I make most of my living teaching parents and their children to sing and dance together. I often have the adults complain that they can’t sing. My answer is always the same, “If you can talk, you can sing, and your children don’t care what you sound like.” I’m not just saying that. They really don’t care. It’s about the bonding experience rather than the quality of your voice.
I grew up in a musical family. My dad always sang and taught me songs at a very young age. My mom, on the other hand, probably never sang a note in key in her whole life. However, I loved to hear my mom sing. She made up her own words to familiar melodies and made it really fun. Dad was more serious about it and, unfortunately, ridiculed her constantly. As a result, she never sang when he was around. I remember feeling saddened by that. It was much more fun when we all sang together as a family, but he made it too hard for her to participate. Thank goodness he didn't stop her altogether, though.
It is so important to model the joy and importance of sharing music together. Children need that experience. The only way to do that is by jumping right in and doing it. That means that everyone gets to join in, regardless of their abilities. However, if you want to improve that ability and learn to sing closer to "in key," there is something that will help. You can practice “audiation.” Audiation is the ability to hear the music in your head when it’s not actually playing. When we get those ear-worms that just won’t leave, we are audiating.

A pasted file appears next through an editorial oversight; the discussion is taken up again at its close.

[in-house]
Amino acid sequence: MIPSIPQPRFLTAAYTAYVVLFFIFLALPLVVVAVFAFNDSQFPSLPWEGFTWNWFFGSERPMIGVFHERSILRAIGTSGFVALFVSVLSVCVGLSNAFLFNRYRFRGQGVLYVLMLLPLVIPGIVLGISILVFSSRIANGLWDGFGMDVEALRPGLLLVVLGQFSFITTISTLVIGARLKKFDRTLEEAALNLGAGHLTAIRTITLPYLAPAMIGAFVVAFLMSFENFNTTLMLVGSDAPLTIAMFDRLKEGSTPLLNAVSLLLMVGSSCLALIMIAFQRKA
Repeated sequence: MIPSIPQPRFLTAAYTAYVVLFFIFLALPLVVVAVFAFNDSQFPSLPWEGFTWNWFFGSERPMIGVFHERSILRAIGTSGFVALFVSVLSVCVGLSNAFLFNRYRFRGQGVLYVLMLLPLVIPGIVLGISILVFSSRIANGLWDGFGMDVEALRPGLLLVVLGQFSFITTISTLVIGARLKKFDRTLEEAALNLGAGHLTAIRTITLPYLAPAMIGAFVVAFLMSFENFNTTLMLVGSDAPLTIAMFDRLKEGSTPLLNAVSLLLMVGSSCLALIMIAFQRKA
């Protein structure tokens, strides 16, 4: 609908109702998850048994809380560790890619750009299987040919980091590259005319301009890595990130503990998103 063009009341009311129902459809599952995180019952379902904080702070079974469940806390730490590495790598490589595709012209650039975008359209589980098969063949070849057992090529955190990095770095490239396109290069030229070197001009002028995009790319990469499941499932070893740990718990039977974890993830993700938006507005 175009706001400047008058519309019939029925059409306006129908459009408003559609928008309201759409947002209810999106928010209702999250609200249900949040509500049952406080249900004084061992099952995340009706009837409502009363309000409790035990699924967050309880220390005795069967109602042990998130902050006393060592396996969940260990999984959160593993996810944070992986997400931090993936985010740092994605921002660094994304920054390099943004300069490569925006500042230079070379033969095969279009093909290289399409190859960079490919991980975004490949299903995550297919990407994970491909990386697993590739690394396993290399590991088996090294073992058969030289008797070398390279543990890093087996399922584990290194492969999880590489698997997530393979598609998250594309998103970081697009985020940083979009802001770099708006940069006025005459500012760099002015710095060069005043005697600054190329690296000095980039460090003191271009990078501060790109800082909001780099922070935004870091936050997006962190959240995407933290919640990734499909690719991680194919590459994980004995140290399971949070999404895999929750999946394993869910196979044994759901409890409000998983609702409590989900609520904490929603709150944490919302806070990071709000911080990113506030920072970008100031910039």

So how do we practice this? It's simple. Try to hear songs in your head - audiate. If this is difficult, sing a simple song all the way through. Then, leave out some of the lines in the song, following along in your head. If this is a real struggle for you, it may take a little while, but keep at it. Just like anything else, this will get easier with practice. Try to look at it as a game. You can do it when you're alone in the car or when you're singing in the shower. And, you can just leave out a word here and there, eventually building up to omitting whole lines. Most importantly, don't give up. Your children will thank you for it. Good luck!